Honey, if there’s one thing I’ve learned from my years studying finance, it’s this: money doesn’t grow on trees. I know, I know, total buzzkill, but that’s what I tell my own sprouts (ages ranging from 10 to 20).
If I want to prepare them for a world that involves coupons, 401ks, and mysteriously disappearing paychecks, I need to give them the right tools. So, grab yourself a cup of joe, and let’s dive into the 8 lessons I’m teaching my kiddos about money.
Here are the 8 lessons I’m teaching my kids about money, with application steps for each one:
1. The Art of Budgeting
The first rule of the money club? Know where your money is going! That’s why I’m teaching my kids about budgeting. Budgeting is simply balancing your expenses with your income.
Application: Get your kids in on the action. Let them help with meal planning and grocery shopping. They’ll get a first-hand experience of making the dollars stretch. Teach them how to compare prices and why it might make sense to opt for generic brands sometimes. And hey, who knows? You might just get some unexpected help with dinner preparations!
2. Save Like a Squirrel
To quote my grandma, “Save for the rainy day, darlin’.” And squirrels for the winter! Our friends at Get Rich Slowly agree that starting to save as early as possible makes a huge difference in the long run.
Application: Start a savings challenge with your kids. It could be saving for a desired toy or game, a charitable cause they feel passionate about, or even a family vacation. The goal is to teach them the value of setting aside a part of their money for future use.
3. Understanding Needs vs. Wants
Is that latest iPhone a necessity? Or that Prada bag? Teaching my kids the difference between needs and wants is crucial. The Minimalists have some excellent insights on this.
Application: When your child insists on buying something, engage them in a conversation about whether it’s a ‘need’ or a ‘want.’ Is it something they can’t do without, or is it a momentary craving spurred by clever advertising or peer pressure? Help them to understand that satisfying all ‘wants’ instantly can leave little room for ‘needs.’
4. Compound Interest is Your Friend
My kids’ eyes glaze over when I mention the words ‘compound interest.’ But folks, it’s the magic potion of finance! A little saved today can mean a lot tomorrow.
Application: How about a visual demonstration? Use a jar of marshmallows or their favorite candy. Start with a small amount and demonstrate how it grows over time if they ‘add’ to it regularly (and resist eating it). It might not be an exact financial model, but it makes the concept of ‘growing your money’ a whole lot more digestible!
5. Credit is Not Free Money
It’s essential for my little birds to understand that credit cards are not a free pass to spendville. Credit is a tool and needs to be used responsibly.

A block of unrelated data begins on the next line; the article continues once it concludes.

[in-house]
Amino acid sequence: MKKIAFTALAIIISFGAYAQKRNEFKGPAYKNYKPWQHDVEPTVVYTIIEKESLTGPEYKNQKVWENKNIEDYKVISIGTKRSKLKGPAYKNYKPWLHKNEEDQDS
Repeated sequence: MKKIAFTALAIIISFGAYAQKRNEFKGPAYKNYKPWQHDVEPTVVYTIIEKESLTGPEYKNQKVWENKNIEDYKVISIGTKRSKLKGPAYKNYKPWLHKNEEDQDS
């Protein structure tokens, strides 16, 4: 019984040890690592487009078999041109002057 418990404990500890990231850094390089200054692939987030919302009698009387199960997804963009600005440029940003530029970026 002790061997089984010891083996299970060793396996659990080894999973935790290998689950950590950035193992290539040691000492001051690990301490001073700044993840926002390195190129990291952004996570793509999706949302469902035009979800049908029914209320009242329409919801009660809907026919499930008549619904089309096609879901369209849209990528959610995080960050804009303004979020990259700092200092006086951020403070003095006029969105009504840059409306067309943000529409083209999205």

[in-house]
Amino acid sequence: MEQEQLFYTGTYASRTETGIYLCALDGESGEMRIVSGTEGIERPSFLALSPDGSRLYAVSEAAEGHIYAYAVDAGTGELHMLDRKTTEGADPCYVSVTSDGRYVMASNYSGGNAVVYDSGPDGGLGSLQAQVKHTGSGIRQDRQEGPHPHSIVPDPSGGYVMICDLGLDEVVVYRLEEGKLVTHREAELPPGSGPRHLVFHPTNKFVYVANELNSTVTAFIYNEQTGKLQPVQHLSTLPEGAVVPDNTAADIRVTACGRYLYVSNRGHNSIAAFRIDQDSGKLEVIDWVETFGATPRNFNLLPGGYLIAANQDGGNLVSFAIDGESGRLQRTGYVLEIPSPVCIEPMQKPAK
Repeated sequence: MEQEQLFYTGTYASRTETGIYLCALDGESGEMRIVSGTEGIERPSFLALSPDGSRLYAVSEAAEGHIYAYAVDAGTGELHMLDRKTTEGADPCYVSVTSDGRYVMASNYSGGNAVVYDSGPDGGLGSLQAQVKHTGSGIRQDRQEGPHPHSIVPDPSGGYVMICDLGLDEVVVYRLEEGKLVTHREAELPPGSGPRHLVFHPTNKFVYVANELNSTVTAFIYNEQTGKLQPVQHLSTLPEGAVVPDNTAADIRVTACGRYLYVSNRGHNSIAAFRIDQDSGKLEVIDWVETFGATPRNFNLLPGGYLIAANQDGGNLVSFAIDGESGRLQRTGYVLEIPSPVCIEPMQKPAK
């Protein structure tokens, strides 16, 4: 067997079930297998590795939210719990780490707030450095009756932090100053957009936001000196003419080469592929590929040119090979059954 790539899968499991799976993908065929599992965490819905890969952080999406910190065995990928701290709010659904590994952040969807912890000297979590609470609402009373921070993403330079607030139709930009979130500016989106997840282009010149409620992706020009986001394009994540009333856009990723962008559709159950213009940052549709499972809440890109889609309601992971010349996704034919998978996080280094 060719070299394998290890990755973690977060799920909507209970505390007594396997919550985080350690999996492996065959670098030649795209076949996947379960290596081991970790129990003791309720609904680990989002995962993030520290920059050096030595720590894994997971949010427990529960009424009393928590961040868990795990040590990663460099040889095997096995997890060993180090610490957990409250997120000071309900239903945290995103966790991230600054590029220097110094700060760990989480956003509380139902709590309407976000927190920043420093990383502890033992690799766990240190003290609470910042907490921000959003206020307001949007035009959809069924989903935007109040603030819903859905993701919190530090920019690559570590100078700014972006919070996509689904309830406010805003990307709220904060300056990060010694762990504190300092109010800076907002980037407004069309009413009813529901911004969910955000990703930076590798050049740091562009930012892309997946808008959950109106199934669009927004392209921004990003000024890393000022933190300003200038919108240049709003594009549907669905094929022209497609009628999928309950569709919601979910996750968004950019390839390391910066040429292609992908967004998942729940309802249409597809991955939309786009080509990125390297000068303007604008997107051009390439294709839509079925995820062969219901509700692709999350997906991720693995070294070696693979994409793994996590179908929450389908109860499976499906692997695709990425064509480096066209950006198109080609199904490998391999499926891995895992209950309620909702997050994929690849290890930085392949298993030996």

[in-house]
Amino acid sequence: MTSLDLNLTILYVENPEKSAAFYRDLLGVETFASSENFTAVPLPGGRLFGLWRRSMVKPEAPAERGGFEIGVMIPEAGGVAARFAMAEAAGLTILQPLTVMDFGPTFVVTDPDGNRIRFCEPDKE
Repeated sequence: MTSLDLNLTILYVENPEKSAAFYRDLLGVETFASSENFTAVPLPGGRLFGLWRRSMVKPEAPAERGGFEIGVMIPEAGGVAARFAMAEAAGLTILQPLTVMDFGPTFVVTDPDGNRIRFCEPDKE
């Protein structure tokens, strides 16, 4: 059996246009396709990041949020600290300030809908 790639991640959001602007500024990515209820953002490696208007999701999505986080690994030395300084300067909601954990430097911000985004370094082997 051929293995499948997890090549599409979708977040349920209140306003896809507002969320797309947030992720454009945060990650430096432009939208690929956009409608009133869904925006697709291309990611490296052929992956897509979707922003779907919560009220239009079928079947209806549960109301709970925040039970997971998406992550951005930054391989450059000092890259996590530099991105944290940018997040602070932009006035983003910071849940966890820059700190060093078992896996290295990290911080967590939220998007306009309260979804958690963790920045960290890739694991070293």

Application: An excellent way to illustrate this is to give your kids a small ‘credit limit’ for chores or tasks. Explain how they can ‘borrow’ against future tasks but also how ‘interest’ can add up if they don’t ‘repay’ promptly by doing the agreed-upon chores.
6. Negotiation Skills
From flea markets to salary raises, negotiation is a valuable life skill. My kids need to know that it’s not just okay but encouraged to ask for better deals.
Application: Allow your kids the opportunity to negotiate their chores or curfews. It’s a safe space for them to practice negotiation, and it gives them a better understanding of compromise and dialogue. Just don’t be too surprised when they start getting good at it!
7. Money Doesn’t Equal Happiness
As much as I love a good sale, money and things don’t equate to happiness. Living a life full of meaningful relationships and experiences is what truly matters.
Application: Make it a family tradition to have ‘experience gifts’ for birthdays or holidays instead of material presents. A trip to the amusement park, a cooking lesson, or a camping trip could be much more memorable than another toy or gadget.
Giving back to our community and helping others is the cherry on top of the sundae of life. My kids need to understand that sharing wealth is just as important as saving it.
Application: Involve your children in charitable activities. It could be as simple as donating toys they no longer use, helping out at a local soup kitchen, or running a lemonade stand to raise money for a cause they care about. It’s all about teaching them that giving can be just as fulfilling, if not more so, than receiving.
Remember, it’s all about making finance accessible and relatable. As they say, the journey of a thousand miles begins with a single penny… or was it a step? Either way, you’re on the right path!
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